Nursing-home administrators keep up the battle against the coronavirus, as they work to improve their in-house responses and close care of patients.
As America’s battle with the novel coronavirus has raged America’s Jewish community has suffered its share of losses, particularly early on when COVID-19 swept through the boroughs of New York City and Upstate New York. No age group has been as widely affected as the elderly, making nursing homes, assisted-living facilities and senior residences ground zero in the battle against the virus, at least at first.
While other states in the Northeast—Massachusetts, Connecticut, New Jersey and Pennsylvania—were also hit hard at the beginning of the pandemic in March and April, cases of infection lessened significantly after months of social distancing and lockdowns. Once thought that the virus would subside as the weather warmed in late spring and summer, that did not happen, and now, swaths of the U.S. South are seeing daily infection rates that rival the worst days in New York City.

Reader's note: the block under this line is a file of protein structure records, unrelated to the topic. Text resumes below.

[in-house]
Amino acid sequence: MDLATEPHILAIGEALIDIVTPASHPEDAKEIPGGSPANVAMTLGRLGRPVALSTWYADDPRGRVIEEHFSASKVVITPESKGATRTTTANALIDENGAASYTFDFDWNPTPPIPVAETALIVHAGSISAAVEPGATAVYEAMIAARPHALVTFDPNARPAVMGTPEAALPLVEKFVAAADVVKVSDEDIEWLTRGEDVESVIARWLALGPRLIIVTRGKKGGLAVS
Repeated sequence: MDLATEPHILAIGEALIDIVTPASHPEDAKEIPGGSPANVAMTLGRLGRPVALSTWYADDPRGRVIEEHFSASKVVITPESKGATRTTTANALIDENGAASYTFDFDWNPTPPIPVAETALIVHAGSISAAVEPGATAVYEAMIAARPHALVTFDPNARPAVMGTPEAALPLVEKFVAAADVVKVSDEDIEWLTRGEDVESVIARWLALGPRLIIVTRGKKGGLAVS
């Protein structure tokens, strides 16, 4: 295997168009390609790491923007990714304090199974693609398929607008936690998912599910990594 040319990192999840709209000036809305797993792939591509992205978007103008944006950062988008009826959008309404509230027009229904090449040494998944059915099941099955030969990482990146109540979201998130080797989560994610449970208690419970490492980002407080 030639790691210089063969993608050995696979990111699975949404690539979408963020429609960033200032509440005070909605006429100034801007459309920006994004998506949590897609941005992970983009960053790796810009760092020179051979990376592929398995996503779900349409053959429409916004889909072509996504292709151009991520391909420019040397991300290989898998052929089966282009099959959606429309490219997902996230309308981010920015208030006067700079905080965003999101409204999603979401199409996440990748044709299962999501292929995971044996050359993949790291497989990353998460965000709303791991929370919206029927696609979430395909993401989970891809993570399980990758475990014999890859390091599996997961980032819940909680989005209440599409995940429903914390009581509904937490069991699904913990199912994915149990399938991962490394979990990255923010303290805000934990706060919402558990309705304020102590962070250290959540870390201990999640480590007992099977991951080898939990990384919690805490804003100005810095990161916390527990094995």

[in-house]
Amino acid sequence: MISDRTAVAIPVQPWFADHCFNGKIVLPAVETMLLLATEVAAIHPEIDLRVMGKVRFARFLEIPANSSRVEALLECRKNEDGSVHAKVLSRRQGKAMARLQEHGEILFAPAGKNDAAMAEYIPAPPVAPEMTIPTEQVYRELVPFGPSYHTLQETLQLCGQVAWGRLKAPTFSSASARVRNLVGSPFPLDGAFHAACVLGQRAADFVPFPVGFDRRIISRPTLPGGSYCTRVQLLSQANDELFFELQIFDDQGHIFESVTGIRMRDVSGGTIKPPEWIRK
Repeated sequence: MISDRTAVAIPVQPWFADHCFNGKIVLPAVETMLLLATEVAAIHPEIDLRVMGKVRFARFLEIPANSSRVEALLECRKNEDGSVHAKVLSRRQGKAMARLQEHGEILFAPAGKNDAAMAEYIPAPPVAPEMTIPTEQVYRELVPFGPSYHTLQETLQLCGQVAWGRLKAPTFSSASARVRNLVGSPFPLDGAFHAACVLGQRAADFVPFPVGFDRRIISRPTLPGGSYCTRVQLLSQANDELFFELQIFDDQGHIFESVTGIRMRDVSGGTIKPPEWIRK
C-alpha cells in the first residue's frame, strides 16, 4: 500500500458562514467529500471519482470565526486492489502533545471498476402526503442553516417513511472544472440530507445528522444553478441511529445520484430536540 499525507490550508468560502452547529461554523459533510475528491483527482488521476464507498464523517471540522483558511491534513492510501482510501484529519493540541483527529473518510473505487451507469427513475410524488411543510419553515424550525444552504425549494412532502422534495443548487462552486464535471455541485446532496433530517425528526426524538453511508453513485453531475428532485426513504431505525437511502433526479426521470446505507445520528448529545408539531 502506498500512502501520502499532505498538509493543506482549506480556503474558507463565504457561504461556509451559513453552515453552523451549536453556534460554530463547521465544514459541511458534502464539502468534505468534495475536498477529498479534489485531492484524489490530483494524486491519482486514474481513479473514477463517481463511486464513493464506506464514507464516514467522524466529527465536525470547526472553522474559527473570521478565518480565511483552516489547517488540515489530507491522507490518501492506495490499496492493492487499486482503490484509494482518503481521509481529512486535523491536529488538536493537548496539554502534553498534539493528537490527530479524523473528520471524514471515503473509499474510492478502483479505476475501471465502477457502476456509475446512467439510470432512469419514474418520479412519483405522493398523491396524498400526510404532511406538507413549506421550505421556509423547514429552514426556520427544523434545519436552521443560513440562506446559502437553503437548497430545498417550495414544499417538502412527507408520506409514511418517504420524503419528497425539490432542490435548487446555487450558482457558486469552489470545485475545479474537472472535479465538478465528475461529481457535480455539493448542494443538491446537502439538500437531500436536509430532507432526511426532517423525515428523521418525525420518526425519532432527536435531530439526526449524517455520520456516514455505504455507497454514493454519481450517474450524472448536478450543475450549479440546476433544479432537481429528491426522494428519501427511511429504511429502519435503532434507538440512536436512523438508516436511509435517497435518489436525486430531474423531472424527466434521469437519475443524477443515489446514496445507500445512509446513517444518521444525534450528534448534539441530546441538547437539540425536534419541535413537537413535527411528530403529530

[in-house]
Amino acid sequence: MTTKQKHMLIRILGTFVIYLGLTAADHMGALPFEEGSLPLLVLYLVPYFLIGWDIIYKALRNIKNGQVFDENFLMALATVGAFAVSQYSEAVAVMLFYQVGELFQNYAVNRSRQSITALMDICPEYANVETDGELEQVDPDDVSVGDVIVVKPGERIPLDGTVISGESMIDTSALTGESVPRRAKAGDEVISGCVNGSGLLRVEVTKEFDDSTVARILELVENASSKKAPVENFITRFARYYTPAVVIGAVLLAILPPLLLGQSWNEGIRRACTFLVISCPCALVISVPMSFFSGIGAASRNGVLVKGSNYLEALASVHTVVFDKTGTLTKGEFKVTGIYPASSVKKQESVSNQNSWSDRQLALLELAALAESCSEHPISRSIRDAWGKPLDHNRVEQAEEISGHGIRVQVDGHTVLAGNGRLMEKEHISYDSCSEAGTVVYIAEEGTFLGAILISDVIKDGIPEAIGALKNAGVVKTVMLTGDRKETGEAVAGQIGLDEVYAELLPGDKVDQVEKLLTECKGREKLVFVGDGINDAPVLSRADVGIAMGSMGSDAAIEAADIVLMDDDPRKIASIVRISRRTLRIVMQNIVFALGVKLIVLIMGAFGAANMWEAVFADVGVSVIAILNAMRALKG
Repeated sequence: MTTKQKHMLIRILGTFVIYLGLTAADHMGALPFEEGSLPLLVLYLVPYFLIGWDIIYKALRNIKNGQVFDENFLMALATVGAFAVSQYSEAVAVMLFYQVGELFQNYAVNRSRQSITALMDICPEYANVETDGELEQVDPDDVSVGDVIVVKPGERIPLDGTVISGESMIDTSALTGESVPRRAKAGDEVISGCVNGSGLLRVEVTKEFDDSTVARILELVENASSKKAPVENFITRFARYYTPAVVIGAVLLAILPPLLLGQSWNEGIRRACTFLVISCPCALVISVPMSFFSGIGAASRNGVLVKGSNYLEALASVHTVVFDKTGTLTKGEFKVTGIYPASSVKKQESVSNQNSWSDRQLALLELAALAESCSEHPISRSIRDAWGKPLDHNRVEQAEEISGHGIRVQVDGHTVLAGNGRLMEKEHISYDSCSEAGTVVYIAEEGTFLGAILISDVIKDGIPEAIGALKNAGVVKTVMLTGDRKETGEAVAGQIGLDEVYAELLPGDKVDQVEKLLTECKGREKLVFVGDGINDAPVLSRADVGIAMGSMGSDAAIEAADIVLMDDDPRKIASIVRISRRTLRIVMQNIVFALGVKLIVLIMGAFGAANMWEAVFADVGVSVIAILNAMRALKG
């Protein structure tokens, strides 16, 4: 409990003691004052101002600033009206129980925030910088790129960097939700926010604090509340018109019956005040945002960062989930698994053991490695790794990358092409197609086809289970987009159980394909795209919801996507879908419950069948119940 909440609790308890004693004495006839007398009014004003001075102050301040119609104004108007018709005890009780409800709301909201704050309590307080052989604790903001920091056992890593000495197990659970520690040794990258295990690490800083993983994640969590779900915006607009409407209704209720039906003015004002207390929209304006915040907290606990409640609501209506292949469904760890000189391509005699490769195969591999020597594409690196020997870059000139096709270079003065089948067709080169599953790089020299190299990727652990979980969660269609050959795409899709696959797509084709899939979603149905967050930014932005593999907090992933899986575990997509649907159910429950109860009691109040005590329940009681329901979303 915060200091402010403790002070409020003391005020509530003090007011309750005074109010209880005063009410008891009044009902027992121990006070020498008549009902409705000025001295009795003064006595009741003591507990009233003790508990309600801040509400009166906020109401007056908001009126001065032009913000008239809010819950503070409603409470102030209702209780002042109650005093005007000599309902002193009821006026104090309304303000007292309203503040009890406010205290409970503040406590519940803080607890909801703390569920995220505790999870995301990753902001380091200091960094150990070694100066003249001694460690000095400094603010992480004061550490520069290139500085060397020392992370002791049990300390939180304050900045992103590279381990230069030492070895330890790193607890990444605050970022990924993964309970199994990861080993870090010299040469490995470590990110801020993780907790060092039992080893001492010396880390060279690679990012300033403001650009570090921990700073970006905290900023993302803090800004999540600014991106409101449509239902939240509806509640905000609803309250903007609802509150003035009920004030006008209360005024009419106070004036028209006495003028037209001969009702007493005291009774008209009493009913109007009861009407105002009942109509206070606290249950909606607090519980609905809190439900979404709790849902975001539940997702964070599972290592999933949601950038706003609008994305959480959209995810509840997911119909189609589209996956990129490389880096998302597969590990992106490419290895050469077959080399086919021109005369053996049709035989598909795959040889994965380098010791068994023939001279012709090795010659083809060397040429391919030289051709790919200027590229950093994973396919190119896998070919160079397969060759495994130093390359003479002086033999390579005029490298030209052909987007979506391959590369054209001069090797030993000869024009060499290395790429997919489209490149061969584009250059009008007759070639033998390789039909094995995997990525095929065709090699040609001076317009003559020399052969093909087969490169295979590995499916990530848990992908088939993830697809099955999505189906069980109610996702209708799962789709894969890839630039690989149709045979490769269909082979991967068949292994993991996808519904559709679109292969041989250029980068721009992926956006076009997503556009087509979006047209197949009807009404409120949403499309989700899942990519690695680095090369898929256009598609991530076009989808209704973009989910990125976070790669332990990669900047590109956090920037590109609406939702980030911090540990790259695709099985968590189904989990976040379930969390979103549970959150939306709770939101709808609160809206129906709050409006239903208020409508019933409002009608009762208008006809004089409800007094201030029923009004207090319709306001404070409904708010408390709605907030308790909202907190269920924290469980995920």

Florida, Texas, Arizona, Louisiana and Georgia are facing a massive surge in new infections, hospitalizations and deaths. Given these ongoing statistics, what can be learned from early hot spots to help states now facing a similar crisis?
JNS spoke with Jewish nursing-home administrators in Miami, Pittsburgh and New York to hear from those on the front lines about how they have coped and are still coping, in addition to the lessons learned and efforts to protect the elderly going forward.
One decision they noted was a March 25 mandate by the New York State Department of Health requiring nursing homes to accept coronavirus patients considered to be “medically stable” after being discharged from a hospital, unless facilities could demonstrate that they were unprepared to do so. The order did not require these patients to be tested for COVID-19; in fact, it explicitly said not to.